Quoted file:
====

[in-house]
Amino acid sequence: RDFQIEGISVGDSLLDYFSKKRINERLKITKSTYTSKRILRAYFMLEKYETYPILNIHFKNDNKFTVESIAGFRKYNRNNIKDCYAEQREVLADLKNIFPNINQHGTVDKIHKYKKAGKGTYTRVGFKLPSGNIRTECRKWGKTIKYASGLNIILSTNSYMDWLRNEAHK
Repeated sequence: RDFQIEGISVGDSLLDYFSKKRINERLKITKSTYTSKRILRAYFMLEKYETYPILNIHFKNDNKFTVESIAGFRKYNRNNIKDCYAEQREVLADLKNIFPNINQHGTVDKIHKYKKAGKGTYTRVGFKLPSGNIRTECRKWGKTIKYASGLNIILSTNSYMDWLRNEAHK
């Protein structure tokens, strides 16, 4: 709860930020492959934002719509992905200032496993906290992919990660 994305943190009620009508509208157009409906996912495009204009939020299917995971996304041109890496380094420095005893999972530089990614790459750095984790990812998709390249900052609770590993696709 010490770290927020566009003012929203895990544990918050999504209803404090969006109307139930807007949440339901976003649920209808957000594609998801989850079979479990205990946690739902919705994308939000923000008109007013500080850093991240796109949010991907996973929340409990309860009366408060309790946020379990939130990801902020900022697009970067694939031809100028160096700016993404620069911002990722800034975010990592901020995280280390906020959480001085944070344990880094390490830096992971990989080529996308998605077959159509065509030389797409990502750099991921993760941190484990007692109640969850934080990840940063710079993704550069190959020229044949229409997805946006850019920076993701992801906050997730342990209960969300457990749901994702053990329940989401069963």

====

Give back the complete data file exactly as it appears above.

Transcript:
[in-house]
Amino acid sequence: RDFQIEGISVGDSLLDYFSKKRINERLKITKSTYTSKRILRAYFMLEKYETYPILNIHFKNDNKFTVESIAGFRKYNRNNIKDCYAEQREVLADLKNIFPNINQHGTVDKIHKYKKAGKGTYTRVGFKLPSGNIRTECRKWGKTIKYASGLNIILSTNSYMDWLRNEAHK
Repeated sequence: RDFQIEGISVGDSLLDYFSKKRINERLKITKSTYTSKRILRAYFMLEKYETYPILNIHFKNDNKFTVESIAGFRKYNRNNIKDCYAEQREVLADLKNIFPNINQHGTVDKIHKYKKAGKGTYTRVGFKLPSGNIRTECRKWGKTIKYASGLNIILSTNSYMDWLRNEAHK
């Protein structure tokens, strides 16, 4: 709860930020492959934002719509992905200032496993906290992919990660 994305943190009620009508509208157009409906996912495009204009939020299917995971996304041109890496380094420095005893999972530089990614790459750095984790990812998709390249900052609770590993696709 010490770290927020566009003012929203895990544990918050999504209803404090969006109307139930807007949440339901976003649920209808957000594609998801989850079979479990205990946690739902919705994308939000923000008109007013500080850093991240796109949010991907996973929340409990309860009366408060309790946020379990939130990801902020900022697009970067694939031809100028160096700016993404620069911002990722800034975010990592901020995280280390906020959480001085944070344990880094390490830096992971990989080529996308998605077959159509065509030389797409990502750099991921993760941190484990007692109640969850934080990840940063710079993704550069190959020229044949229409997805946006850019920076993701992801906050997730342990209960969300457990749901994702053990329940989401069963």